Mapping Indigenous Presence in Plymouth, England

by Kate Rennard (for BtS) and Jo Loosemore (‘Mayflower 400: Legend and Legacy’ exhibition curator at The Box, Plymouth)

What comes to mind when you think of Plymouth, England? For many people, it’s the port from which the Mayflower departed in 1620, on its way to North America. Since 1873, remembering this history has become a key part of Plymouth’s identity. Its tagline for many years was “the Spirit of Discovery,” there are Mayflower-named buildings and streets, and, not surprisingly, the city marked the Mayflower anniversaries in 1920 and 1970 with celebrations. Mayflower 400 in 2020 sought to commemorate the shared history through collaborations with Indigenous North American artists and activists for the first time. Whilst many events were curtailed by the pandemic, some projects did progress. Exhibitions opened and new possibilities arrived online too. However, in Plymouth, the story of the departure of the English colonists still matters. But perhaps there is now a greater understanding of arrival – on both sides of the Atlantic.

As a major port, Plymouth hosted many Indigenous North American travelers from the 1580s onward. For example, Epenow, a Wampanoag man from Martha’s Vineyard, was held captive in Plymouth for several years before the Mayflower set sail from there, contradicting popular beliefs about those colonists “discovering” New England.[1] He was also not the first or the last Indigenous North American to spend time in Plymouth. While some were only passing through the port on their way to somewhere else, others lived in the city for months or years. Building on earlier work by former Beyond the Spectacle research associate Jack Davy, we recently collaborated to chart these visits on a map. (PocketSights map: It shows Plymouth as a landscape traversed by many Indigenous peoples, who came as diplomats, soldiers, activists, performers, captives, and tourists. It amplifies their stories and commemorates their contributions to the port city over the course of 400 years.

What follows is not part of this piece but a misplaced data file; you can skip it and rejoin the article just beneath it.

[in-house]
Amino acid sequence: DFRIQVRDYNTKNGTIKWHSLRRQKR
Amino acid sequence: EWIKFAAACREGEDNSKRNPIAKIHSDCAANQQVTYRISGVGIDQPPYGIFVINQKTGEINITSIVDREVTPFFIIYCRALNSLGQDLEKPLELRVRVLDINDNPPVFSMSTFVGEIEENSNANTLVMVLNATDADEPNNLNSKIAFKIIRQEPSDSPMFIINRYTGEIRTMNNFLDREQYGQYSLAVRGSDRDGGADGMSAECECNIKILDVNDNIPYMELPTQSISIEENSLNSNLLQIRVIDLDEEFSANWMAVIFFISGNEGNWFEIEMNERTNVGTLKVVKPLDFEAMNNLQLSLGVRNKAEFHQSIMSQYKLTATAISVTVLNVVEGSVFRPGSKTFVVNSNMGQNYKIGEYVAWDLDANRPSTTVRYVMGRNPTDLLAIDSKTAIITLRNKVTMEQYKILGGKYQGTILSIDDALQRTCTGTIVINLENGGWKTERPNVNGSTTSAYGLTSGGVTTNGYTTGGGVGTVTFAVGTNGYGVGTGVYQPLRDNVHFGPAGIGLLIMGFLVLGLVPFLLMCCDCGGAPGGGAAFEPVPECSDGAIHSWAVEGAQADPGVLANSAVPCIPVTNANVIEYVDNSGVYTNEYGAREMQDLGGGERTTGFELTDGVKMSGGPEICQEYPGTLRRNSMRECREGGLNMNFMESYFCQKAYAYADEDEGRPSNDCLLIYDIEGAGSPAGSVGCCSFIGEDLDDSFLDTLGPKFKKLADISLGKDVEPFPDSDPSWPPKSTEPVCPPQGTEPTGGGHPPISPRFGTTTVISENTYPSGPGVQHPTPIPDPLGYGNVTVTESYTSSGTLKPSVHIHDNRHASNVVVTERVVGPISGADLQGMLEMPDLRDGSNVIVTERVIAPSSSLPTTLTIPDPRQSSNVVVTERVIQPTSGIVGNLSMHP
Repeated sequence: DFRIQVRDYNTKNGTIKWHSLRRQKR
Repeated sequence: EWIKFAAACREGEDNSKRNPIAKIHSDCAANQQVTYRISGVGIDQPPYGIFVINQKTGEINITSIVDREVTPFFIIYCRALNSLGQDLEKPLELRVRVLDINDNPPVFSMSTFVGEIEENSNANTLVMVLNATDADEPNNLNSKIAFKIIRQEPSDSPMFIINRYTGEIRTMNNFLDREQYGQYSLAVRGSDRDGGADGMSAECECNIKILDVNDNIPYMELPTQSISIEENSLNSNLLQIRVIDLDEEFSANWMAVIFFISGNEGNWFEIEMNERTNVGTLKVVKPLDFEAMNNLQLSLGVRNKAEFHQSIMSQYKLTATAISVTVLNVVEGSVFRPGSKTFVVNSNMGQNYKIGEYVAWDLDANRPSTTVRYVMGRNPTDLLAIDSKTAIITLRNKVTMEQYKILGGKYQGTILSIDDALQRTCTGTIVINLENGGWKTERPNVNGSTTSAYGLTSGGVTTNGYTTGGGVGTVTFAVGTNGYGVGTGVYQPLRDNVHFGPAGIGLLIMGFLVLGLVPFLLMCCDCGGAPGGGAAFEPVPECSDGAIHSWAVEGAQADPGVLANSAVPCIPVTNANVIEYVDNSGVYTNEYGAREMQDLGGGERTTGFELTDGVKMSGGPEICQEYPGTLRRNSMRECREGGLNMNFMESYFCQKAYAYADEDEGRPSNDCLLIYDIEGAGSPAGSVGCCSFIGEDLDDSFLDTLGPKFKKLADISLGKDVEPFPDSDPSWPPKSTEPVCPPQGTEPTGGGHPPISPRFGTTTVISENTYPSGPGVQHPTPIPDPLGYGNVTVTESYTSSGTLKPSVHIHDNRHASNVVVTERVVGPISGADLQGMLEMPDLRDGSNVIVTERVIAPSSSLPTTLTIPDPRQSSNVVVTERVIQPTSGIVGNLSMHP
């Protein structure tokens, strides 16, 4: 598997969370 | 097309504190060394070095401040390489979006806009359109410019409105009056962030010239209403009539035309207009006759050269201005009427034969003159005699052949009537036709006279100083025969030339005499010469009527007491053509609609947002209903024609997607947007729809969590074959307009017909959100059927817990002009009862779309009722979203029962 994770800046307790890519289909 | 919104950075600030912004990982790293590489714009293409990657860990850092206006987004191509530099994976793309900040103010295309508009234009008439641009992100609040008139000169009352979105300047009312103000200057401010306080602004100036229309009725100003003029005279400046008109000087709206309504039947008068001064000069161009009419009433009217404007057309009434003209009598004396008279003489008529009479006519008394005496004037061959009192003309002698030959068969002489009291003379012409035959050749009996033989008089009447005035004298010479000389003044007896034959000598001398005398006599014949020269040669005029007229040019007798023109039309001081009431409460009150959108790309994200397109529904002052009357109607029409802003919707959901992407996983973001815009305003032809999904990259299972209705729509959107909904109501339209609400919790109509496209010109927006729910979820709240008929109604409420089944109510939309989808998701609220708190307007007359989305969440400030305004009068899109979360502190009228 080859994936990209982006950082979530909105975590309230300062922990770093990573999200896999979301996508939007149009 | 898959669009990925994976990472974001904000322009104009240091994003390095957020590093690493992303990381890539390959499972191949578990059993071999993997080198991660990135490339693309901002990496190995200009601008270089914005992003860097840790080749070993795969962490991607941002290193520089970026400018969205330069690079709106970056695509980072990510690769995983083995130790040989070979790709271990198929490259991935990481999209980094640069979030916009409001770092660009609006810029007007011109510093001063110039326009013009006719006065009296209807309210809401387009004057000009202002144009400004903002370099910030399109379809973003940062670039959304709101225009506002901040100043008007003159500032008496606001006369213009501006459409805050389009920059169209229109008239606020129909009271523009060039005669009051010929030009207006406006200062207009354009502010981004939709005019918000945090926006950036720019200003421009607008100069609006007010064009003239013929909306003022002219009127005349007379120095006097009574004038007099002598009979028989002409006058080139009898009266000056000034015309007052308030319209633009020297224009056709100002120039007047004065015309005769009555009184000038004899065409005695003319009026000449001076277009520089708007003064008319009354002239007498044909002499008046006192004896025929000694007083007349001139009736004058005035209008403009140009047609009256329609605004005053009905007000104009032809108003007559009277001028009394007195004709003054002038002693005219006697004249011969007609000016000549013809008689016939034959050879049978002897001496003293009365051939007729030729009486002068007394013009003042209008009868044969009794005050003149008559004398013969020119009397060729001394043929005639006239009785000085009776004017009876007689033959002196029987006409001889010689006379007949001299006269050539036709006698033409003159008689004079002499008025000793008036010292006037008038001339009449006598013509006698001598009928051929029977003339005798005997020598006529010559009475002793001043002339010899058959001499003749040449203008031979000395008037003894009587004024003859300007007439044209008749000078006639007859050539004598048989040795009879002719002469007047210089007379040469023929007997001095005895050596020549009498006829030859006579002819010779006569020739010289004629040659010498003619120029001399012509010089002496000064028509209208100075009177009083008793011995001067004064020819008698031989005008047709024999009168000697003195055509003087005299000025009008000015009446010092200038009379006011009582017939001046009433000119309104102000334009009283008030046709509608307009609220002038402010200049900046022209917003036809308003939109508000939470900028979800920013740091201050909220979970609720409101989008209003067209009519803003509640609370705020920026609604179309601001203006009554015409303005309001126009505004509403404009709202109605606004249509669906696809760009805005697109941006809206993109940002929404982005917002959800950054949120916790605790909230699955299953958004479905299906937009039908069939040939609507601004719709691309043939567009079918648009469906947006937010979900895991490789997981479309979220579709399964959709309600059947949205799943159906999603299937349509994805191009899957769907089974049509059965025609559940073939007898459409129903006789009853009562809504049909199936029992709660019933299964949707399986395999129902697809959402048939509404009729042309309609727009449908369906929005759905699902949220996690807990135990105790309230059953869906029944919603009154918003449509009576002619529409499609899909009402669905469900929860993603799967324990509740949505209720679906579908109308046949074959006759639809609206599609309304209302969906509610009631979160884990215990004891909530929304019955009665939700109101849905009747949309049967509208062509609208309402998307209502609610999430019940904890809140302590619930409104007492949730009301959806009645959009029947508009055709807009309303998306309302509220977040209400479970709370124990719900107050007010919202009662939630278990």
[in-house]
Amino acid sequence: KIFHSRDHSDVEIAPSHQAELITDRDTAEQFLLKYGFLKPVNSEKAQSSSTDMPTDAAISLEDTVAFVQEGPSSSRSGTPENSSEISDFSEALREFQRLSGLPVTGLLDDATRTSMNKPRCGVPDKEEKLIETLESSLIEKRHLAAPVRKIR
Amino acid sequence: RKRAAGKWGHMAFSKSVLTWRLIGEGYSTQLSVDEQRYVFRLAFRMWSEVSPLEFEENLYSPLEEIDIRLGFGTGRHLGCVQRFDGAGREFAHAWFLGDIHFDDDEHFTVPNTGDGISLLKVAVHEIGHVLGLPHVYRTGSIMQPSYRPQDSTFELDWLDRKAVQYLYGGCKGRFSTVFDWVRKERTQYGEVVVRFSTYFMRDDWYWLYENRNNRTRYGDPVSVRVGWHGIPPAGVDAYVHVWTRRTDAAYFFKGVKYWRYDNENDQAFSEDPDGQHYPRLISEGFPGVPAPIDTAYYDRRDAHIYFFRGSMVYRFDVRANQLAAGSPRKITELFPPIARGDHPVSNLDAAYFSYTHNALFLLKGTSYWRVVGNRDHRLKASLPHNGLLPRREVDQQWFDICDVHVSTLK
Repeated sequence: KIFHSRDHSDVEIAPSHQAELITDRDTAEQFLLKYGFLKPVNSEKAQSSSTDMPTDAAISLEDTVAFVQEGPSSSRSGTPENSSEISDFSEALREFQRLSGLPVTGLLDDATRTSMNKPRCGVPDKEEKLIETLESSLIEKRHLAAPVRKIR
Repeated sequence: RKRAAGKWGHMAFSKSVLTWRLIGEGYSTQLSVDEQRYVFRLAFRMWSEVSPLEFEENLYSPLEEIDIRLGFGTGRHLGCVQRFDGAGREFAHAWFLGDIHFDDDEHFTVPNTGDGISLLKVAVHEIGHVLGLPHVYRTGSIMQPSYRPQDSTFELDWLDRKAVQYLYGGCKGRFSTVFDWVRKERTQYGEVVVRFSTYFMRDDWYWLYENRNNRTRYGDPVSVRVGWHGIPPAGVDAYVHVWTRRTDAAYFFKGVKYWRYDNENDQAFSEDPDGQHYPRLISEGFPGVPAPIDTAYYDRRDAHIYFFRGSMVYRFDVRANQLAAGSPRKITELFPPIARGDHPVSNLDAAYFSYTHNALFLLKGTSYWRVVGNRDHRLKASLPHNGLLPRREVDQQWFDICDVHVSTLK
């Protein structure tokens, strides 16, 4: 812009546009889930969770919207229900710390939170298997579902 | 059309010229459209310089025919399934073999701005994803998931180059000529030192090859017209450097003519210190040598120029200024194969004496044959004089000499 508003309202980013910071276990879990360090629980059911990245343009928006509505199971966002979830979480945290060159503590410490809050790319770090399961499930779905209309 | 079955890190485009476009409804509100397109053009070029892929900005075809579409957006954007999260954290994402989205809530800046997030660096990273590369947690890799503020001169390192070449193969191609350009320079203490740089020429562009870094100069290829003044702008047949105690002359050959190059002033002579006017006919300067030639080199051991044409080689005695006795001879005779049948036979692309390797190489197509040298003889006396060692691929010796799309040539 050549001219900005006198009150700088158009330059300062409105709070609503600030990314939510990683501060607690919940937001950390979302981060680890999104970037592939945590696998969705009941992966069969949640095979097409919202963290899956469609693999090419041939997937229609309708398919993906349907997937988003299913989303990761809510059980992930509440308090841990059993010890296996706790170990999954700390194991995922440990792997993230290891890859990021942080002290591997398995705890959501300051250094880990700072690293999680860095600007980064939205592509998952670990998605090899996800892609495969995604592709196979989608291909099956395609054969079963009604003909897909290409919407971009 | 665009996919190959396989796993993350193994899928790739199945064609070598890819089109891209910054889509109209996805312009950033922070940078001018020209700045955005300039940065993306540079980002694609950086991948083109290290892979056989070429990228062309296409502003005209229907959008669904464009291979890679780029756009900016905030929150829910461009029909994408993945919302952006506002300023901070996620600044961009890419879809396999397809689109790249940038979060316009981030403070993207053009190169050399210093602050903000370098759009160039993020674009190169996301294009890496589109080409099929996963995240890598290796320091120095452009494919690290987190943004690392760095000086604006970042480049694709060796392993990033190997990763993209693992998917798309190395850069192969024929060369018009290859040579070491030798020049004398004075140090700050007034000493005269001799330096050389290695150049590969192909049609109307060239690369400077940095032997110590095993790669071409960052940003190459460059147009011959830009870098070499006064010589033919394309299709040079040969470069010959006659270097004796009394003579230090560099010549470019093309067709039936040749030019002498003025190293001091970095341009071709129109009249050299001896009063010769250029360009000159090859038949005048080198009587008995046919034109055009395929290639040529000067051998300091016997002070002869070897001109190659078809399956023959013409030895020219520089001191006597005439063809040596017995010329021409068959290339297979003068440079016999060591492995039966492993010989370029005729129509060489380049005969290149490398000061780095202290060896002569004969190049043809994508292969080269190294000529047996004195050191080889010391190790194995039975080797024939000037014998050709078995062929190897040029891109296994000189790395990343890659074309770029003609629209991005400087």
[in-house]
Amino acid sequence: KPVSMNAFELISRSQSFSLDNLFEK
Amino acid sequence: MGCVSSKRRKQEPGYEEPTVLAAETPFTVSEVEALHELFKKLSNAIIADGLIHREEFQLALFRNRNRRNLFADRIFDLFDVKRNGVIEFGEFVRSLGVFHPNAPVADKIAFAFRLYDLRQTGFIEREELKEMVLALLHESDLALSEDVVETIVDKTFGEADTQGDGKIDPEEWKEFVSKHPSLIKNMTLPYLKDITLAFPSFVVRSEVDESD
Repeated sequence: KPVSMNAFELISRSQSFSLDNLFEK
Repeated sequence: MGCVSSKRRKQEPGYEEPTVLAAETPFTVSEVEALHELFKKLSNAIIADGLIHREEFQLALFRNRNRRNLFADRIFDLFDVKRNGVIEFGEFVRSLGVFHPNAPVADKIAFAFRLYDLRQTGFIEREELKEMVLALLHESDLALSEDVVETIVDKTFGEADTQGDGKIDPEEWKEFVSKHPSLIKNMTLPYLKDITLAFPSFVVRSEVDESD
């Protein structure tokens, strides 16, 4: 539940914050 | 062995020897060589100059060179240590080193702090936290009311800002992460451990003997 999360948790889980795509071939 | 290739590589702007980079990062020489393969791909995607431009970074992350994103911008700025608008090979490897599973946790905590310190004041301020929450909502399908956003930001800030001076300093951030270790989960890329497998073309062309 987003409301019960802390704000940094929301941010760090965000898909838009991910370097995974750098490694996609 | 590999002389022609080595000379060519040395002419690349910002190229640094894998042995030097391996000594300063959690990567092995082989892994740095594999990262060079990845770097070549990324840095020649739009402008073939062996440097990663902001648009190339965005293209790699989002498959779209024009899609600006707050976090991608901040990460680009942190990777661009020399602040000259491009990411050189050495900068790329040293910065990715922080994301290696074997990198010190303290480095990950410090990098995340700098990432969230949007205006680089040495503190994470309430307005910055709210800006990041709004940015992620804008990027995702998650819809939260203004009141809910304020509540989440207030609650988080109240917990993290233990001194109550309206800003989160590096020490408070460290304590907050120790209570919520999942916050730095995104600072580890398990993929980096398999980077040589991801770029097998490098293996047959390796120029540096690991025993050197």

The Three Cherokees, 1762. © The Trustees of the British Museum,

In mapping these visits, we encountered some methodological issues, including problems of historical detail. Often the sources for earlier visits, such as newspaper articles, would give scant facts on locations, clearly enough for contemporary locals to recognize but not 21st-century readers. We know, for example, that the three Cherokee chieftains who arrived in 1762 went from “the landing place” in Plymouth to “the inn” where they “took the post to Plymouth.” However, their guide Henry Timberlake didn’t give any more information than that. Where did they land? What inn did they visit? Research revealed that in the late 1700s, there were two posting inns in the Plymouth area, the Prince George at Plymouth Dock and the King’s Arms, close to Sutton Harbour. We can’t be sure which of these they patronized but we chose to place the marker at the site of the long-demolished King’s Arms, since they would have travelled through that part of the city on the coach either way.

“Shahwundais, Revd. John Sunday,” 1839 (Toronto Public Library),